The said economic migration quotas and government-approved programmes are closely related. At Czech embassies in countries such as Ukraine, India, but also Russia (and others), it is very hard, sometimes even impossible to obtain a date for applying for a residence permit, unless the company is included in one of the programmes. For a foreign national whose company is included in a government-approved program, it is, therefore, a great advantage that they are guaranteed a priority date for submitting an application. The Czech embassy in Lvov, for example, has an annual quota of 40,720 applications, out of which 40,000 are allocated to the participants of the Qualified Worker Programme.

Government programmes in other European countries

One of the popular destinations for third-country qualified workers is the United Kingdom. Since February 2020, the UK has used a new Global Talent Visa programme, replacing the original Tier 1 Visa. In this programme, it is necessary to first ask the UK Home Office (Ministry of the Interior) to recognise the employee in question as a key employee in a specific field, and afterwards apply for the visa separately. If the person in question is recognised as a key employee, it is possible to apply for a visa 3 months before the expected arrival into the country at the earliest. The decision on the granting of the visa should be issued within 3 weeks, with the possibility of the visa being granted for up to 5 years. It is necessary to say that the advantage of this programme is that it has no upper limit for the number of applications to be involved. However, the programme is sometimes criticised for focusing only on “the best” in science, healthcare technology and other related fields, whereas the UK needs educated workers of all levels across all fields. As the Global Talent Visa programme focuses mainly on individuals, the closest to our government programmes is the General Work Visa programme (Tier 2). With this programme, the foreign worker must find employment at a company which is registered as a licensed sponsor and will provide the foreign worker with a Certificate of Sponsorship. In this case, it is also necessary to apply for the visa 3 months before the expected beginning of employment. The decision on the granting of the visa should be issued within 3 weeks (90 days in the Czech Republic) and the visa can be granted for up to 5 years (maximum 2 years in the Czech Republic). However, due to Brexit scheduled for January 2021, it can be expected that the system of recruiting qualified workers into the UK will change.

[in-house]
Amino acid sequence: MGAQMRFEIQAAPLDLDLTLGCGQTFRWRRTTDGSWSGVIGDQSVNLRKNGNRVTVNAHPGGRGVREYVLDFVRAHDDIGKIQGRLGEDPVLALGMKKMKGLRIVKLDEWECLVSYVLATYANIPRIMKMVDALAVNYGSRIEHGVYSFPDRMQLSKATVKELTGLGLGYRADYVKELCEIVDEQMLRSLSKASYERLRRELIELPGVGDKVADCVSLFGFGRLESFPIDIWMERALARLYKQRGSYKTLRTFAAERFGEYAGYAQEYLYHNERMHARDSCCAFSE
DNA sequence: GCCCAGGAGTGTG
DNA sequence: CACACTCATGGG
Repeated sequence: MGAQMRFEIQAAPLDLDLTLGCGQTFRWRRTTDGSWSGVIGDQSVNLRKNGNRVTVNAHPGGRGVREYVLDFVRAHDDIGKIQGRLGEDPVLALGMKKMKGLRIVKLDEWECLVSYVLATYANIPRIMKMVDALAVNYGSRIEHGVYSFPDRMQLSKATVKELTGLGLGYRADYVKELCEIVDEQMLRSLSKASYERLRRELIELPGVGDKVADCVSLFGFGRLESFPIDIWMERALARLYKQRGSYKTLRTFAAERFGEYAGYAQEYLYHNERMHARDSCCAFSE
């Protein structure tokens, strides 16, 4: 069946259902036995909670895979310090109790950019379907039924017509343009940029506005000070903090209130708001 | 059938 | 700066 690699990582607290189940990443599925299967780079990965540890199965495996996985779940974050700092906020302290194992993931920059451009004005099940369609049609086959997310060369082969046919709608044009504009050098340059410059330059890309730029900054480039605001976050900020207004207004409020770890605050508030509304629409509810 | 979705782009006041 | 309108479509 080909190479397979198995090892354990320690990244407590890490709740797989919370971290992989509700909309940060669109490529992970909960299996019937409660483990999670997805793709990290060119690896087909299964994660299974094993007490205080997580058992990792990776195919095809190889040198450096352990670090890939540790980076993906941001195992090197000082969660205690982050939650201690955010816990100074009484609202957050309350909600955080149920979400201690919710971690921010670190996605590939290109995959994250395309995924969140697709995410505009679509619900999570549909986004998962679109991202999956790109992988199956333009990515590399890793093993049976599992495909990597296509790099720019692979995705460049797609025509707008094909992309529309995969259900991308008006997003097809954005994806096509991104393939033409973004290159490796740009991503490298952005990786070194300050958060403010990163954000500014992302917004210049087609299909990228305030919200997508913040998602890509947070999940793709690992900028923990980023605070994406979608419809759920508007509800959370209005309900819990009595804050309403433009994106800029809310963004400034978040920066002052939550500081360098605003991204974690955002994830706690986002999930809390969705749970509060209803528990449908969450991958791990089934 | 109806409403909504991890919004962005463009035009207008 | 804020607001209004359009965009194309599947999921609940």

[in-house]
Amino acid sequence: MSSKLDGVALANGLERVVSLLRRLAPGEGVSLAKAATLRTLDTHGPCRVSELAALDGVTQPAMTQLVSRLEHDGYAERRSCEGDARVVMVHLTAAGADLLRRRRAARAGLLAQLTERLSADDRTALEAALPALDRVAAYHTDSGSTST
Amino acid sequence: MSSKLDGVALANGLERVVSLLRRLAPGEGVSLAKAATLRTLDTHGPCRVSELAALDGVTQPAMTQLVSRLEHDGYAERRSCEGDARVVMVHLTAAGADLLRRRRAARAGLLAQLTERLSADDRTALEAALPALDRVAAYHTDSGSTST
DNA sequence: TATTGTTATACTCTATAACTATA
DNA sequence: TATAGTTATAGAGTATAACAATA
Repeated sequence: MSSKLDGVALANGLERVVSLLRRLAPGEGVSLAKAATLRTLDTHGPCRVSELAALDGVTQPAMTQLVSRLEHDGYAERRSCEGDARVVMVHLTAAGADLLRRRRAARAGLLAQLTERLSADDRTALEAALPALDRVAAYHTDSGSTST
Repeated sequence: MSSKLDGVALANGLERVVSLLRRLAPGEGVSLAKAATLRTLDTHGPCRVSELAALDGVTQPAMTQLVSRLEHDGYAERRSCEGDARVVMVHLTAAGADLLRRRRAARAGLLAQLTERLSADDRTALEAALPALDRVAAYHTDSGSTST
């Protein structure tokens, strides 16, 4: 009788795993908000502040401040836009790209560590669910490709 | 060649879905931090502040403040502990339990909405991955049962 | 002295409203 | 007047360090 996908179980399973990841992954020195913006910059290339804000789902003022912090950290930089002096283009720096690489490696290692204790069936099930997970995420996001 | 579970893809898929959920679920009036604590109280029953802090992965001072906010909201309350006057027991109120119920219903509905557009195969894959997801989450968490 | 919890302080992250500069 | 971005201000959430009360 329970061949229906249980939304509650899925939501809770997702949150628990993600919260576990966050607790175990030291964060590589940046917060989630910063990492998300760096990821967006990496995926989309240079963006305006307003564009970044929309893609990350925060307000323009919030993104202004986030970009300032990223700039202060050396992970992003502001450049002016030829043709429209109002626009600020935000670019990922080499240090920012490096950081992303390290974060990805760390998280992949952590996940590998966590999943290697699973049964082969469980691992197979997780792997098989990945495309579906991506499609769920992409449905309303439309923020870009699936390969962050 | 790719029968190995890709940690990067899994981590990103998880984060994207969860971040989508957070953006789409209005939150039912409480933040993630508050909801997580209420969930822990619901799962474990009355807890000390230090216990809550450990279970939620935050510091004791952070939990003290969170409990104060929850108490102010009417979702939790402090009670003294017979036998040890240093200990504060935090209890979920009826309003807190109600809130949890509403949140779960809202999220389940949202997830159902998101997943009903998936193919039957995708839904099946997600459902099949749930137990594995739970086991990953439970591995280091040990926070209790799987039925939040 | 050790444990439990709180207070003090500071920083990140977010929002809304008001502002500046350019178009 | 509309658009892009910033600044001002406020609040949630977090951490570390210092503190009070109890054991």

Another popular destination for qualified workers globally is the Federal Republic of Germany, which recognises various types of residence permits depending on the worker’s qualification. A qualified person is defined as a person with a university degree or a professional qualification after completing a professional course of at least two years. Regardless of whether the person has a university degree or professional qualification, it is first necessary to ask a competent authority to recognise the person’s foreign qualification. In Germany, it is possible to speed up the process of obtaining a residence permit, especially in the case of a qualified foreign worker and an employer authorised by the Immigration Office. The Immigration Office assists the future employer with filing the request for recognition of a foreign diploma and also obtains the consent of the Labour Office (Bundesagentur für Arbeit). When all the conditions for the successful approval of the application have been met, the Immigration Office issues a “preliminary consent”. Only with this preliminary consent is it possible to arrange a meeting for the submission of an application at one of the German embassies. The meeting has to take place within 3 weeks and the decision on the granting of a residence permit takes another 3 weeks. The residence permit is then granted for up to 4 years.

Immigration processes do not have to pose a time-consuming administrative challenge. It is necessary to plan the recruitment of a foreign worker ahead and to use all the available government-approved programmes, intended for not only managers and specialists, but also other qualified workers.